This is the season of giving: giving thanks, giving parties, giving back. Somehow in the busy days and endless worry about making ends meet, we still remember others who make our own budget challenges seem small by comparison. I love the essential premise of Thanksgiving; behind all the turkey basting, stuffing making, and front yard football playing, the holiday is quite simply about being grateful for how much – or even how little – you have.
When floods hit Louisiana last August, we got word about some hair and nail salon owners who lost all their tools and products, rendering them completely unable to work. These personal disasters don’t always get covered by mass media but they most certainly got broadcast by caring friends and colleagues in the beauty business. Between NAILS and our sister publication Modern Salon, we exchanged news we had received about stylists or nail techs who needed a helping hand and we let our readers and followers know. It’s a small thing, yet it makes us part of the solution.
Lots of opportunities serendipitously come your way for helping out; but if you want to plan your philanthropy a bit more, there are many exciting ways to go. “Parties With Purpose: Doing Good While Boosting Your Bottom Line” reveals the win-win of partnering with a charity this season to raise money for a good cause. When the party’s over you’ll have a deeper connection with the organization you selected, the respect of clients and community, and a real satisfaction of raising your level of giving.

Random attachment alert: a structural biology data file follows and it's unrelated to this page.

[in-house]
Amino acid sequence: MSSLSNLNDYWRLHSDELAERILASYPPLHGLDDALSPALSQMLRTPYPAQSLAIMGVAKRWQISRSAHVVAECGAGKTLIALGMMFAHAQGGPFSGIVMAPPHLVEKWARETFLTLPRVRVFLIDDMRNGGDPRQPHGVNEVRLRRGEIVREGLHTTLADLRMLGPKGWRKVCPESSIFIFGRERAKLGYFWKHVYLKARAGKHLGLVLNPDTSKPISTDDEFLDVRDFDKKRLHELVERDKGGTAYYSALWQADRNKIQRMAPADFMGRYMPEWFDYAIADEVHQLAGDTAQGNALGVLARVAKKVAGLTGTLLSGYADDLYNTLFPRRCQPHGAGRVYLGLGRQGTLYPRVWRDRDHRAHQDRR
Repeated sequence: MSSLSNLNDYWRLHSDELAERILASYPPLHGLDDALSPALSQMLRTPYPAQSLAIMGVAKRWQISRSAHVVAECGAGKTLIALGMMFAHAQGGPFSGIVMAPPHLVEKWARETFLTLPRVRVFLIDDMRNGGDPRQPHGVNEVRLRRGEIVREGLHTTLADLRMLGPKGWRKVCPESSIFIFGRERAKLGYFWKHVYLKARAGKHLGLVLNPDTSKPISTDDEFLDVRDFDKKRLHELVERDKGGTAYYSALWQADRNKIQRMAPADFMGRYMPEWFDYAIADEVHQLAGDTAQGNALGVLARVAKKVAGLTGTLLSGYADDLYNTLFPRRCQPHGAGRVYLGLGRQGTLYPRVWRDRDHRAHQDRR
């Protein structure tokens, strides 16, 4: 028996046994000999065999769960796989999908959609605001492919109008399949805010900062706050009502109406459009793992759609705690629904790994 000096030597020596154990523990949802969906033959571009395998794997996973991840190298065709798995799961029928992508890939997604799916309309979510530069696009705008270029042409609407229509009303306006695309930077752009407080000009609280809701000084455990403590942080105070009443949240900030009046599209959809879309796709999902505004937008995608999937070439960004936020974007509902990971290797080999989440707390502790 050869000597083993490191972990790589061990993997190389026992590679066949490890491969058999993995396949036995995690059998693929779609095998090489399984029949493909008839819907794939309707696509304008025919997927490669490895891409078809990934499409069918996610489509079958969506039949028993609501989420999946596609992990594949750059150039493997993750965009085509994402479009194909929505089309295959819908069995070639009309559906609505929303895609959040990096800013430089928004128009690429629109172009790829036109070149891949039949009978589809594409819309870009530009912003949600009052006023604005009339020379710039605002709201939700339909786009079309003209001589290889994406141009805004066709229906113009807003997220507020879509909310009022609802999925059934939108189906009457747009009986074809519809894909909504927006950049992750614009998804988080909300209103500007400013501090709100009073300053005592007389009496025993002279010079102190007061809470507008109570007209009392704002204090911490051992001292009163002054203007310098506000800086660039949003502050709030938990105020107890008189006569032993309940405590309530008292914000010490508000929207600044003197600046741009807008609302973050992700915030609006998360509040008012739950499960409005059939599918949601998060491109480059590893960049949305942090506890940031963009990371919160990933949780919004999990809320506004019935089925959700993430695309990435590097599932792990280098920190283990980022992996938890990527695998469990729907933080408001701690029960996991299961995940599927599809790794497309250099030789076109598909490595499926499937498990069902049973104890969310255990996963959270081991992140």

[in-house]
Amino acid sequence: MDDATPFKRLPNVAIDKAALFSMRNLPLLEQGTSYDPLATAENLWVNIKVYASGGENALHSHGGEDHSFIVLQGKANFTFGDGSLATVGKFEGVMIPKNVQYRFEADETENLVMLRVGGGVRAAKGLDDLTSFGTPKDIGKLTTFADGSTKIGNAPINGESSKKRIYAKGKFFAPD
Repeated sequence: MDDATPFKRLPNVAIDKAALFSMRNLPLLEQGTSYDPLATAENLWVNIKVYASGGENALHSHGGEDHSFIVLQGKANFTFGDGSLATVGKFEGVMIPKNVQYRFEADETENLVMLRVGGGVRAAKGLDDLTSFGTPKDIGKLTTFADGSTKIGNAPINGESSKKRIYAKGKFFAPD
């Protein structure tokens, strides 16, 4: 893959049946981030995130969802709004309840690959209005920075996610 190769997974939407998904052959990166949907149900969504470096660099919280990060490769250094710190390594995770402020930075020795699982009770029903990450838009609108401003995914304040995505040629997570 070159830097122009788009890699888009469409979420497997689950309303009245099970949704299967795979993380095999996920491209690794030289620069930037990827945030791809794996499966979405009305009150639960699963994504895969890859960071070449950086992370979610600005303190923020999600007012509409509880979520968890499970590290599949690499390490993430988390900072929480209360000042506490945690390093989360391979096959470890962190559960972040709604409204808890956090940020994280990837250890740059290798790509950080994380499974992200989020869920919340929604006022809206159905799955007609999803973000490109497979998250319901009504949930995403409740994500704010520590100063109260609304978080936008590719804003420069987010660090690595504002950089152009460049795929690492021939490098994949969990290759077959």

It feels good, and right, to be a giver. Remember, though, that receiving with grace is the other side of the coin and it is not given the attention it deserves. I know many people who are excruciatingly bad at receiving. These are good people who sincerely want to help others and their hearts are big; yet when it comes to accepting a gift, or even a compliment, both hands go up as if to ward it off and the words “no, no, no I don’t need anything” come out.
Get over it! Don’t cheat people out of their own joy in giving to you, someone they love and respect. Learn to say “thank you” and really mean it when someone else picks up the tab at the restaurant or a heartfelt compliment comes your way. In fact, don’t be surprised if that really prickly client comes in one evening and hands you a pretty wrapped package; you very likely deserve it. Say thank you, offer her a glass of wine, and savor the spirit of Thanksgiving.
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